What Is Contra Dancing?
Contra dancing is a form of American folk dance in which the dancers form a set of two parallel lines which run the length of the hall. Each dance consists of a sequence of moves that ends with couples having progressed one position up or down the set. As the sequence is repeated, a couple will eventually dance with every other couple in the set. Contra Dancing was all the rage in 1800.
What If I Have Never Danced Before?
In Contra Dancing, your feet are never asked to do more than walk to the music. Each dance is taught by the caller before it is danced. The caller continues to prompt the dancers as needed. Because the pattern of moves of each Contra Dance is repeated often, Contra Dances are easy to learn. Both beginning and experienced dancers happily share the same set.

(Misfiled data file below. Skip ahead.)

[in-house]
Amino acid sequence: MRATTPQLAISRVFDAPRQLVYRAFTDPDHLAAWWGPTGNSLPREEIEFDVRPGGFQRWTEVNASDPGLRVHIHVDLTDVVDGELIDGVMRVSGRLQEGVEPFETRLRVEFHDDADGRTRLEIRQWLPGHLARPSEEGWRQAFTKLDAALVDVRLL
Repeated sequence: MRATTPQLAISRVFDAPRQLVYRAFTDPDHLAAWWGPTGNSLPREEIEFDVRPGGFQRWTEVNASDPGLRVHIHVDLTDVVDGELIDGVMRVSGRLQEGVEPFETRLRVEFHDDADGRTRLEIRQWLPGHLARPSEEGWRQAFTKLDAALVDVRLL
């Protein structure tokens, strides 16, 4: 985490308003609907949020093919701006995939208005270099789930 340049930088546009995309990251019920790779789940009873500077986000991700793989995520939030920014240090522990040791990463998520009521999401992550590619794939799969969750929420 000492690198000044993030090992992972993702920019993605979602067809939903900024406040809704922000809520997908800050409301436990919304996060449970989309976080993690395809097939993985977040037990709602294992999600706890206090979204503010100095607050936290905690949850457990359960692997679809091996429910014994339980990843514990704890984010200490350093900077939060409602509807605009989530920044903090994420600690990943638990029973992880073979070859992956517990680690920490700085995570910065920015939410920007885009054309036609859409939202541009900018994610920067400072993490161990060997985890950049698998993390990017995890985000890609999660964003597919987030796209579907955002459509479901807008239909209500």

What If I Don't Have A Partner?
No problem. Many people come to a Contra Dance alone. Dancers are encouraged to dance with many different partners throughout the evening. If there is an excess of one gender, it is customary for women to dance men's parts (and vice versa) to form couples and extend the set.
Do I Need To Wear Special Clothes?
No. Contra Dancers tend to dress informally. Most people dress for comfort and in anticipation of vigorous exercise. Ladies prefer loose, light dresses or skirts; men wear lightweight slacks, jeans, or even shorts. Be sure to wear soft-soled, comfortable shoes.
What Is The Music Like?
For many dancers, the live music is the great attraction. Traditional jigs, reels, and hornpipes from the Scots-Irish tradition on both sides of the Atlantic form the basic repertoire. The fiddle is often the lead instrument.